These Are the Best Ways to Drink Aquavit

The Nordic-inspired liquor is great on its own, paired with food or as a replacement in a classic cocktail

June 22, 2023 6:09 am
A bottle and a glass of Krogstad aquavit on a porch near a dog. Aquavit is a diverse, Nordic-inspired liquor that's great for cocktails
Portland's Krogstad is one of 80+ aquavits available in the U.S.

When was the last time you cracked open a bottle of aquavit? And would you know how to drink it?

Perhaps there’s a dusty bottle hanging out in the back of your liquor cabinet, or maybe you have a Scandinavian relative who pulls one from the freezer on holidays. If you’ve vacationed in Iceland, you might have taken a shot on a dare to wash down fermented shark. 

Aquavit probably isn’t the first bottle you reach for when you’re ready for a drink. But maybe it should be: Without much fanfare, this Nordic-inspired liquor has been quietly becoming one of the most interesting and diverse categories of spirits in the United States.

Of course, I would say that. I’m personally obsessed and a little biased from having founded Aquavit Week, an annual celebration of the spirit, way back in 2012. That experience has allowed me to see how distillers and bartenders have embraced aquavit over the past decade. When I started out, I was only able to find six aquavits to feature at the first event. Today there are more than 80 available in the United States, with distillers getting experimental to make a spirit unbound by convention. (Disclosure: by organizing this festival I’ve worked with quite a few aquavit brands, but it’s always been dedicated to promoting the category as a whole.)

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The legal definition of aquavit is deceptively simple. According to the Tax and Trade Bureau, aquavit is a “caraway and/or dill-flavored distilled spirits product.” In other words, just as gin must be made with juniper, aquavit must be made with caraway or dill. It’s that simplicity that makes the spirit so exciting: once that requirement is met, the sky’s the limit on whatever else distillers want to do. Obscure botanicals, barrel aging, aging at sea in casks that are shipped around the world, it’s all fair game. The lack of constraints is what makes aquavit so much fun.

In Scandinavia, aquavit is often served with food, which is an excellent way to get to know the spirit. Clear, crisp, caraway-forward aquavits, such as Brennivin or Aalborg Taffel, are often poured straight from a refrigerator or freezer into small glasses to accompany seafood, and the pairing works wonderfully. Barrel-aged aquavits, often accented with botanicals such as fennel and anise, may simply be served neat. Aquavit is pretty much absent from the classic cocktail canon, having arrived in the United States too late, but contemporary bartenders rely on its unique botanical profile to create innovative cocktails; it’s a staple ingredient at Death and Co. and other leading bars. (If you’d just like to enjoy aquavit neat, let Swedish actor Max von Sydow show you how it’s done.)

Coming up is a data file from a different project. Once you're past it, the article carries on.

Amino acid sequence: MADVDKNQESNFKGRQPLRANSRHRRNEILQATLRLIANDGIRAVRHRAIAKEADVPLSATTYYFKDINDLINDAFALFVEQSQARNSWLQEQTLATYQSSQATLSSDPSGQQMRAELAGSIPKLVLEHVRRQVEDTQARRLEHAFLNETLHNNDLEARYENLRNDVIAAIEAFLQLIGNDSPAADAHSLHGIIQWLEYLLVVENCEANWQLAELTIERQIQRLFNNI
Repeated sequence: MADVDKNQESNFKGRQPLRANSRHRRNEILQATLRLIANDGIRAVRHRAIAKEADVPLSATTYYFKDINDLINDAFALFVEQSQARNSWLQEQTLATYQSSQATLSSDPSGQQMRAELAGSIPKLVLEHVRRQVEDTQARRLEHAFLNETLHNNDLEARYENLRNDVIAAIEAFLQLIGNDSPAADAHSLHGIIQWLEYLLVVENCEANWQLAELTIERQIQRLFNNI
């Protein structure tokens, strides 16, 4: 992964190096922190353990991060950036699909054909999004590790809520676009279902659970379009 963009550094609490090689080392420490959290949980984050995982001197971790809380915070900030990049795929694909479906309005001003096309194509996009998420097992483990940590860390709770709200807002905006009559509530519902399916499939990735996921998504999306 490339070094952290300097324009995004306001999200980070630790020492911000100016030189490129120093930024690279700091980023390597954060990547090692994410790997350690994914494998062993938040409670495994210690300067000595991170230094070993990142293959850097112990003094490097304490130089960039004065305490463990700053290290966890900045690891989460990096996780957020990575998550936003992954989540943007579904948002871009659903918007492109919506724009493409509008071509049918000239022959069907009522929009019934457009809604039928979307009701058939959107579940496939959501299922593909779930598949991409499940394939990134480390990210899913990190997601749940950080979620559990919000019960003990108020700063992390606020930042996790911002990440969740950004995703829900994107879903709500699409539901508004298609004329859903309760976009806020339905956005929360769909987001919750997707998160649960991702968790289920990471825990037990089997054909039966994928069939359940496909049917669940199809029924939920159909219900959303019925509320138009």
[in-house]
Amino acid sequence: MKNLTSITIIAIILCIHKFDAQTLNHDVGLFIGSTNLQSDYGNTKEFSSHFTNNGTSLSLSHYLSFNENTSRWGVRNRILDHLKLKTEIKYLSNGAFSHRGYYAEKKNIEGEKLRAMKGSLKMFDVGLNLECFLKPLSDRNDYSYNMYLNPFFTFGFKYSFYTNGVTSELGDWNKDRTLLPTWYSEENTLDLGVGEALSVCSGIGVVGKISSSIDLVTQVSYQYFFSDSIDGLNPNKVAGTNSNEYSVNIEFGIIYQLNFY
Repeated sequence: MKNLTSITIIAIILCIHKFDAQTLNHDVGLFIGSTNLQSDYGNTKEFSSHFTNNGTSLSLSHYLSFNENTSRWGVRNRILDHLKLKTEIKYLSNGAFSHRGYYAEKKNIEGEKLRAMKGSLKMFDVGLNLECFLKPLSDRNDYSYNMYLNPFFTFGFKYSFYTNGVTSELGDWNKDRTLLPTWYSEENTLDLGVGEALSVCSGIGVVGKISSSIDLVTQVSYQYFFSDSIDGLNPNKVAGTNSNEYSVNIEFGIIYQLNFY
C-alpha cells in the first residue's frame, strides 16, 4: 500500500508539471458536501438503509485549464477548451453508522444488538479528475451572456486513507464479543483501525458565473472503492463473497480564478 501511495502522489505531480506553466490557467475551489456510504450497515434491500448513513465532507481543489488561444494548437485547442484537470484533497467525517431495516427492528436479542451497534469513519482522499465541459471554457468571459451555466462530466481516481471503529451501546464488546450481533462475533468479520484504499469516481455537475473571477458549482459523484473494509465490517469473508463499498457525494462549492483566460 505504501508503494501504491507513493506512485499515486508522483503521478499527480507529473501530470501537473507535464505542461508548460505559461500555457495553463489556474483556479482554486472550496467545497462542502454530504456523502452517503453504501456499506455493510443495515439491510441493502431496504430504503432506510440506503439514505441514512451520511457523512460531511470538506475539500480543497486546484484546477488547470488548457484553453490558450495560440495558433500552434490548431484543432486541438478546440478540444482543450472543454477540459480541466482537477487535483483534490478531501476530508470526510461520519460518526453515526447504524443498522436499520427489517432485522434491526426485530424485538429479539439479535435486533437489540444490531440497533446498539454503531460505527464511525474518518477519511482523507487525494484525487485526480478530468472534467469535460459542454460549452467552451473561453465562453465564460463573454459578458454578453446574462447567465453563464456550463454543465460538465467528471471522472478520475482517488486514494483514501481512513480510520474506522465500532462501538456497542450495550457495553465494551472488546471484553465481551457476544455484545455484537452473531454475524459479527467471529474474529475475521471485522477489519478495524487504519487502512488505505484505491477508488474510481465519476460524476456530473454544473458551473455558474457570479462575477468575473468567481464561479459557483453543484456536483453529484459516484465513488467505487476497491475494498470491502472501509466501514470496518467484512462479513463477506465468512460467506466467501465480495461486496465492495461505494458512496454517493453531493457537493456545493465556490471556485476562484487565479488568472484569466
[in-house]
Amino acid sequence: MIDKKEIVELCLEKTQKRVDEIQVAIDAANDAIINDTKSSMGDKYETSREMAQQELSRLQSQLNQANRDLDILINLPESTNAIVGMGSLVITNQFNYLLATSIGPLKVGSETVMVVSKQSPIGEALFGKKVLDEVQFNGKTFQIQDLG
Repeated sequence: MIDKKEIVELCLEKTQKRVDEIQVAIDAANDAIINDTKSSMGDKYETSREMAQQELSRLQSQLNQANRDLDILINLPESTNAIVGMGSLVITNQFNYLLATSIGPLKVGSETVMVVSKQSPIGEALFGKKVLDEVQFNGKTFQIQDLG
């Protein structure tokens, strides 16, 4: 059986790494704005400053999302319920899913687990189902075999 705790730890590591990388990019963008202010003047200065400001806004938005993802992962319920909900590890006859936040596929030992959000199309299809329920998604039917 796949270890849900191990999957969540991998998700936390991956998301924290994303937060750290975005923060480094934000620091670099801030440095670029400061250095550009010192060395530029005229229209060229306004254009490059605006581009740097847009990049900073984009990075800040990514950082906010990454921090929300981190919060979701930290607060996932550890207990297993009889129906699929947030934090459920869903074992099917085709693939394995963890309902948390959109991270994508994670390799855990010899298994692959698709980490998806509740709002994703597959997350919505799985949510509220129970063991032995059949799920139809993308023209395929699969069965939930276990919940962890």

Traditional Nordic brands are a great introduction to aquavit, but it’s worth branching out to try new takes on the spirit. Ten years ago, you’d have been hard-pressed to find anything beyond a couple old school imports and some early experiments from American craft distillers. Now there’s far more to explore. 

Below, a guide to what’s making aquavit exciting in cocktails and a few easy drinks to make with these bottles:

four bottles of aquavit
Aquavit offers a wide range of flavors and styles, from dill to barrel-aged
Photo illustration/Courtesy of

Dill is a big deal

Fresh dill has typically played a supporting role to savory caraway in the aquavit category. Until a few years ago, the American legal definition didn’t even mention it. And yet it’s a dill aquavit that opened my palate to the diversity of aquavit expressions; one whiff of Gamle Ode Dill, created by Minnesotan Mike McCarron with a carload of fresh herbs, and I was instantly hooked. It’s wonderfully aromatic and herbaceous, capturing the green essence of the plant.